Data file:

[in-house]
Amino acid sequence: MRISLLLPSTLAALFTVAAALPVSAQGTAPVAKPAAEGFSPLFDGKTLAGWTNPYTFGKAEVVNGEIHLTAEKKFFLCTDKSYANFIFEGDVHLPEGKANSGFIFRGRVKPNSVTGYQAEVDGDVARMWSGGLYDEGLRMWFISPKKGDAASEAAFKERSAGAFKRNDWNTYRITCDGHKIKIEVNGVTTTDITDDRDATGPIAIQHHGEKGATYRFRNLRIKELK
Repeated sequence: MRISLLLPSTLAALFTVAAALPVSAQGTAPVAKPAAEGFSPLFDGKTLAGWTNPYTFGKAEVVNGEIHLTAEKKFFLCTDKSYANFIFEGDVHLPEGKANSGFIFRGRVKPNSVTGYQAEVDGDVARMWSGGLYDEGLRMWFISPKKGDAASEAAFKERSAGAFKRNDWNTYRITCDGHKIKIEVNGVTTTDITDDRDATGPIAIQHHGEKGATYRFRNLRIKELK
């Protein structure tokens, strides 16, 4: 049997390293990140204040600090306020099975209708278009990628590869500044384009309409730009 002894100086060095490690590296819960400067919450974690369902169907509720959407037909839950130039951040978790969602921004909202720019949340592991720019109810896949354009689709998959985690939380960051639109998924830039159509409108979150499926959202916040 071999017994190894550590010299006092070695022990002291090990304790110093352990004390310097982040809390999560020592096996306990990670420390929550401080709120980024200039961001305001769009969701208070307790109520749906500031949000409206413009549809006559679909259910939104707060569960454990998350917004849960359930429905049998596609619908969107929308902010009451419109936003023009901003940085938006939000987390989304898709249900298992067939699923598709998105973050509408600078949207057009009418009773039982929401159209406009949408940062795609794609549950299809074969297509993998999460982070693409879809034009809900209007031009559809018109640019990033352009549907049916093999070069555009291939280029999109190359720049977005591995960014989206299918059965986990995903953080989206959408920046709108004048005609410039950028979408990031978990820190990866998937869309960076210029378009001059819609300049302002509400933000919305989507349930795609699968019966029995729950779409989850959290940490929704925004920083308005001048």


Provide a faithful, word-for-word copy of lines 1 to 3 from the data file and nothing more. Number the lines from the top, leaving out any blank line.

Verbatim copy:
[in-house]
Amino acid sequence: MRISLLLPSTLAALFTVAAALPVSAQGTAPVAKPAAEGFSPLFDGKTLAGWTNPYTFGKAEVVNGEIHLTAEKKFFLCTDKSYANFIFEGDVHLPEGKANSGFIFRGRVKPNSVTGYQAEVDGDVARMWSGGLYDEGLRMWFISPKKGDAASEAAFKERSAGAFKRNDWNTYRITCDGHKIKIEVNGVTTTDITDDRDATGPIAIQHHGEKGATYRFRNLRIKELK
Repeated sequence: MRISLLLPSTLAALFTVAAALPVSAQGTAPVAKPAAEGFSPLFDGKTLAGWTNPYTFGKAEVVNGEIHLTAEKKFFLCTDKSYANFIFEGDVHLPEGKANSGFIFRGRVKPNSVTGYQAEVDGDVARMWSGGLYDEGLRMWFISPKKGDAASEAAFKERSAGAFKRNDWNTYRITCDGHKIKIEVNGVTTTDITDDRDATGPIAIQHHGEKGATYRFRNLRIKELK